Following EA's public statement on its interest in purchasing publisher Take-Two, the latter's board of directors has issued a public rejection, saying the unsolicited proposal "substantially undervalues" the company's assets.
"We believe EA's unsolicited offer is highly opportunistic," the Take-Two response reads, "and is attempting to take advantage of our upcoming release of Grand Theft Auto IV
, one of the most valuable and durable franchises in the industry."
The board has also said it has rejected the offer because it "values the Company at a significant discount to its public peers and does not compensate Take-Two for its intrinsic value and the substantial synergies that the proposed combination would create."
Chairman Strauss Zelnick commented that "in addition to undervaluing key elements of our business, EA’s proposal fails to recognize the value we are building through our ongoing turnaround efforts, which will further revitalize Take-Two."
Zelnick did admit that the board had entered into good-faith dialogue with EA to "determine if our companies can reach common ground on the appropriate value of Take-Two as a first step to realizing a mutually beneficially transaction," but says the launch of GTA IV
is too important to make any immediate judgments.
Instead, Zelnick said Take-Two has "offered to initiate discussions with EA on April 30th, 2008 (the day after Grand Theft Auto IV is scheduled to release). We believe this offer demonstrated our commitment to pursuing all avenues to maximize stockholder value, while we believe that EA’s refusal to entertain this path is evidence of their desire to acquire Take-Two at a significant discount, whereas we believe this value rightly belongs to our stockholders."
Zelnick has also told EA in a letter that until that time, the publisher will not entertain any further discussions with rival groups hoping to acquire Take-Two. The full text of that response follows:
"February 22, 2008
Thank you for your letter of February 19, 2008. As you know, the Board of Directors (the “Board”) of Take-Two Interactive Software, Inc. (“Take-Two” or the “Company”) carefully considered Electronic Arts Inc.’s (“EA’s”) previous offer of $25 per share and concluded that neither the timing of the proposed acquisition nor the price was consistent with the Board’s objective of maximizing stockholder value. The Board’s rationale for rejecting EA’s prior offer is not altered by your decision to increase that offer by four percent.
I would like to reiterate, in the clearest possible terms, the Board’s conviction that this is not the right time for Take-Two to enter into a negotiation to sell the Company. Our organization is keenly focused on the scheduled April 29th launch of Grand Theft Auto IV
, and on maximizing the value of the game to the Company and, in turn, our stockholders. It is the Board’s strongly held view that beginning strategic discussions now would distract our Company and thereby threaten the value of this key franchise.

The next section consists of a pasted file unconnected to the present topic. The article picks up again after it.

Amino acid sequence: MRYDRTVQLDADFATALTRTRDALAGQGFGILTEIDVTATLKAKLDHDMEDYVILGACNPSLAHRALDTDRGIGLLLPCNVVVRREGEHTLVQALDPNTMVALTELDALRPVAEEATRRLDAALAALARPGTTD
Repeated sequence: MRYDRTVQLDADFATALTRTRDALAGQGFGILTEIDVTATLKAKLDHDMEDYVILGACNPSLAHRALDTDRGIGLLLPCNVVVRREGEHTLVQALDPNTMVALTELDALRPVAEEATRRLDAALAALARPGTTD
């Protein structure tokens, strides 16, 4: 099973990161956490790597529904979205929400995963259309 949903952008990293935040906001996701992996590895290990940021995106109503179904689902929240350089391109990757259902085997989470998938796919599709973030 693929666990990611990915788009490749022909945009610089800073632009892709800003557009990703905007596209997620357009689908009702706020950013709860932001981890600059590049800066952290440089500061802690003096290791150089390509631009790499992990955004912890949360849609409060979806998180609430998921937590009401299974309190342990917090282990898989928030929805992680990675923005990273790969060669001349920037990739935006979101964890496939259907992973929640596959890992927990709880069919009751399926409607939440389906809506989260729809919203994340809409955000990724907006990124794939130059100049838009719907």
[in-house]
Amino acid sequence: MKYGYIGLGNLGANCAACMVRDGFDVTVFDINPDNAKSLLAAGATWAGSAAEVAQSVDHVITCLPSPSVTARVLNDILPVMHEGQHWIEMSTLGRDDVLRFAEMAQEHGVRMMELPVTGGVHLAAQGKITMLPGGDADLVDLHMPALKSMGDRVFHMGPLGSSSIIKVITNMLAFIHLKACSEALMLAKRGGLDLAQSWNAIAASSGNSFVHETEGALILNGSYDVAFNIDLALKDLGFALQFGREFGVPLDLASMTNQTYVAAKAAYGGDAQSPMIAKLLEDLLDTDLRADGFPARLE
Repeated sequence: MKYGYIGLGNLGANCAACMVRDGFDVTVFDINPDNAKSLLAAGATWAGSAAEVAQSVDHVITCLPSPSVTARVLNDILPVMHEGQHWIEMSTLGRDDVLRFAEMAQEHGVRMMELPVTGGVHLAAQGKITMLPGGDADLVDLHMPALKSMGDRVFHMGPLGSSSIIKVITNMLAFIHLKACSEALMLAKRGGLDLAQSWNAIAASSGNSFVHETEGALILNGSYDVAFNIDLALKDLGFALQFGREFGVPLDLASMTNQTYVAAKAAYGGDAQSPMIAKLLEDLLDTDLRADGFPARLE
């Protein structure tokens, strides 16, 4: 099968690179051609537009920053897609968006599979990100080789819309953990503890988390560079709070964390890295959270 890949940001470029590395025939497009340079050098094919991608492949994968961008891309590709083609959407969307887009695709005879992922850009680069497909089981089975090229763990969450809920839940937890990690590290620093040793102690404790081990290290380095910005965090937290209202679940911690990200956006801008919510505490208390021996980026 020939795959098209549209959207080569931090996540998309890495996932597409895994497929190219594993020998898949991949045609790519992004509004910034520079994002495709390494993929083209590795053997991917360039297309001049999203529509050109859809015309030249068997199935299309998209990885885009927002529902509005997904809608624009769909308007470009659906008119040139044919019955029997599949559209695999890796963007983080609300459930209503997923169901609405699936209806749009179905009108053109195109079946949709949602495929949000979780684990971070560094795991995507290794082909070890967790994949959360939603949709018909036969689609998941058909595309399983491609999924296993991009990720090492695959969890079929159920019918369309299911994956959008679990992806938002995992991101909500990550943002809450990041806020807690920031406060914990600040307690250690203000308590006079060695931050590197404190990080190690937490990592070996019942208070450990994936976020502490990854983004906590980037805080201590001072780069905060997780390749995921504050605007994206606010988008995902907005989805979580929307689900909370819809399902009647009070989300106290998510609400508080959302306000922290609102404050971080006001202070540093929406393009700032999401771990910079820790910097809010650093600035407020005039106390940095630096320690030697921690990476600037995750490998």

While I understand that you may disagree with the Board’s reluctance to commence discussions immediately, the Board and I want to assure you that our concerns about timing are genuine. Potential negative financial consequences to Take-Two are significant and we believe outweigh the benefits of commencing discussions at this time. As you know, there is no certainty that EA will actually close on the proposed transaction on mutually agreeable terms, especially since you have proposed a price that we would not accept and have qualified your offer by a diligence request. Moreover, as we have all seen time and again, the process surrounding acquiring a public company from start to finish is complex, uncertain, intrusive and distracting, and we believe it would be especially so to the creative artists at the core of our business and to all those who may be displaced by a transaction.
While the Board is convinced that discussions at this time would be imprudent, we also appreciate the potential benefit of a frank and private dialogue with EA. To that end, the Board would be willing to commit to entering into a good-faith discussion with EA on April 30, 2008 to determine if we can reach common ground on the proper value of the Company and therefore an appropriate, mutually beneficial transaction. This would, of course, be subject to both parties reaching a mutually acceptable confidentiality agreement on customary terms. We are prepared to begin negotiating this confidentiality agreement immediately.
In order to alleviate any concerns you may have about the proposed starting date for these discussions, I would be pleased to meet with you privately as soon as possible to talk on a general basis. In addition our Board would confirm, subject to its fiduciary duties, that from now until April 30, 2008 (the “Quiet Period”), the Company will not pursue negotiations with any other potential strategic partner for a business combination unless we have first contacted you. Further, if the Company receives any bona fide offer to acquire the Company during the Quiet Period that the Board decides to explore, the Company will immediately inform EA and we understand that EA may then act as it sees fit.
I would like to note that if EA chooses to announce publicly the Board’s proposal or announce any offer by EA to acquire the Company during this Quiet Period or if the contents of this letter become publicly available in sum and substance, the Company will consider all of its alternatives, including discussions with other parties, and further we will reserve the right to refuse to provide EA access to information or diligence.
John, I believe I know you well enough to rely on your considering this proposal in the same good faith we have in making it. I look forward to your favorable response.
Executive Chairman of the Board"